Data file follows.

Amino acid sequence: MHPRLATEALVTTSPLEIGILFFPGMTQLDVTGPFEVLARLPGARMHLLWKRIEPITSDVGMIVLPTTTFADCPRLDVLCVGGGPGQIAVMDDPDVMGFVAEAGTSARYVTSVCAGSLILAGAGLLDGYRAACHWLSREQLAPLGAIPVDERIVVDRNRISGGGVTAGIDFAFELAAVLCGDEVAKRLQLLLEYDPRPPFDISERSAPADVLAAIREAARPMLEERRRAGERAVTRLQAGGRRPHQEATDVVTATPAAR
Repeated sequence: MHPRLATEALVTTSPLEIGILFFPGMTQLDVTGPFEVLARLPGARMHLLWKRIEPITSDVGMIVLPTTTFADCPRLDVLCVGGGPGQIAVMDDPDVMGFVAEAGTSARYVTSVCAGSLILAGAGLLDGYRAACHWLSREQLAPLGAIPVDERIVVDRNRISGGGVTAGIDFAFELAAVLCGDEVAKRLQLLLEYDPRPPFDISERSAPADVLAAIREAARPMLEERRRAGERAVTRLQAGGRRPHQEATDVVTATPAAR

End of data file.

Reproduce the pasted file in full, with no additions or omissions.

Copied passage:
Amino acid sequence: MHPRLATEALVTTSPLEIGILFFPGMTQLDVTGPFEVLARLPGARMHLLWKRIEPITSDVGMIVLPTTTFADCPRLDVLCVGGGPGQIAVMDDPDVMGFVAEAGTSARYVTSVCAGSLILAGAGLLDGYRAACHWLSREQLAPLGAIPVDERIVVDRNRISGGGVTAGIDFAFELAAVLCGDEVAKRLQLLLEYDPRPPFDISERSAPADVLAAIREAARPMLEERRRAGERAVTRLQAGGRRPHQEATDVVTATPAAR
Repeated sequence: MHPRLATEALVTTSPLEIGILFFPGMTQLDVTGPFEVLARLPGARMHLLWKRIEPITSDVGMIVLPTTTFADCPRLDVLCVGGGPGQIAVMDDPDVMGFVAEAGTSARYVTSVCAGSLILAGAGLLDGYRAACHWLSREQLAPLGAIPVDERIVVDRNRISGGGVTAGIDFAFELAAVLCGDEVAKRLQLLLEYDPRPPFDISERSAPADVLAAIREAARPMLEERRRAGERAVTRLQAGGRRPHQEATDVVTATPAAR